Photo: Laura Vakil (trustee), Flo Butler (trustee), Laura Palmer (trustee), Jennie Cashman Wilson (CEO & founder)
Today is a year since we gathered on London’s South Bank, in 30 degree heat, to say goodbye to a friend, brother, son and husband. It was a day of joy and celebration with fellow musicians, friends and fans coming together to create an uplifting afternoon filled with the sweet sounds and colours of Abram’s home, New Orleans.
It seems fitting therefore that just a week ago the trustees of the Abram Wilson Foundation and myself came together to discuss the future of the Foundation. We recognise that the current projects we’re working on, an autumn tour and the Philippa Project, are legacy projects. They are inspired by what Abram and I were delivering last year, projects which he never got to see through to the end. It’s one of the reasons I decided to bring some of his band members back together, giving them an opportunity to finish what we started.
Sadly, I have had to replace Abram’s bass player, Alex Davis due to other commitments, but we wish him well and every success for the future. I am however, thrilled to announce that our new bass player is Ronnie Scott’s regular, Mark Lewandowski and when not performing there, can be found touring the rest of the UK with a wide range of other musicians.
Meanwhile, the Philippa Project is still in motion as we hunt for the right composer to continue Abram’s work. Pia Furtado and I believe we are nearly there and are hopeful that we’ll be able to make some significant progress during the latter part of this year.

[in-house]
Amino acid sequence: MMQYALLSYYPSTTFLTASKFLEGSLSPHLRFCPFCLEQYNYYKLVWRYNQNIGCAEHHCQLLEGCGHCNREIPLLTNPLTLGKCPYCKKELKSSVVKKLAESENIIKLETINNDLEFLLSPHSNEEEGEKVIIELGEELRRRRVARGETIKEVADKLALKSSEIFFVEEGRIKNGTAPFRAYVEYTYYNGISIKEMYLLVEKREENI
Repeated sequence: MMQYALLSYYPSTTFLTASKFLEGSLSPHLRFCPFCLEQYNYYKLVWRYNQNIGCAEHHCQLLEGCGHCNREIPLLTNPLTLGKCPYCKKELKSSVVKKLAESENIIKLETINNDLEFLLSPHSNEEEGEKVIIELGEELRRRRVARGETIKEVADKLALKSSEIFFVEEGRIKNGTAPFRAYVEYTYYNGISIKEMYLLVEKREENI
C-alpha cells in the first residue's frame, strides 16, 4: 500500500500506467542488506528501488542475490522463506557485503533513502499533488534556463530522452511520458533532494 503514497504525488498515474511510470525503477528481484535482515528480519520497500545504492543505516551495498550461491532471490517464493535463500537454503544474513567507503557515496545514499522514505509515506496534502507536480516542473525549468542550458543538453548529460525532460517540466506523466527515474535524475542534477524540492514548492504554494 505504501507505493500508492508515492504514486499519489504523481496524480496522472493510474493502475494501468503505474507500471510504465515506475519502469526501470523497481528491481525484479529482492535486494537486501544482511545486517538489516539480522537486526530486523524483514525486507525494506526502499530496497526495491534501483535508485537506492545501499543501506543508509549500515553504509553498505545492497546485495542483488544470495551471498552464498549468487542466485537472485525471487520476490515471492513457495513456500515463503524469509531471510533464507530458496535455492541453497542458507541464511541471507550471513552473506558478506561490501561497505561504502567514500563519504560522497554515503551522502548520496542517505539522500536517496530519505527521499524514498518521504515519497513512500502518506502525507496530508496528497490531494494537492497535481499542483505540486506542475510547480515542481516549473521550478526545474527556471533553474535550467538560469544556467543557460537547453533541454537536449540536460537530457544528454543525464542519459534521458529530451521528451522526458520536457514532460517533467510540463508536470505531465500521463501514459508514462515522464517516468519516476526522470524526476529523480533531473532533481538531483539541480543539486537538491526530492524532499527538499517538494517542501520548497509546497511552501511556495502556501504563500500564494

But what then? Where does the Abram Wilson Foundation head after these projects are completed? This is what I’ve been working on over the last few months. I’ve spent some time with the wonderful Andrew Missingham, an exceptional creative consultant who really got to grips with helping me clarify the million and one thoughts and ideas swirling around my head. My trustees have been nothing but supportive of the direction we’re taking and we very much hope to add some new minds into the mix this autumn. We are still honing the vision but what I can say is that the Foundation will be underpinned by something Abram once said:
“Though life is hard, I come from a history of greatness and I will be great”
I was able to experience some of that greatness on Tuesday night at Ronnie Scott’s thanks to Wynton Marsalis’ quintet. It seems like no time at all that Wynton, his drummer Ali Jackson and other members of the Lincoln Center Jazz Orchestra appeared out of nowhere to join the second line parade in honour of Abram. It was good to see Wynton, good to see him play, and good to remember what inspired Abram to do what he did. Greatness awaits.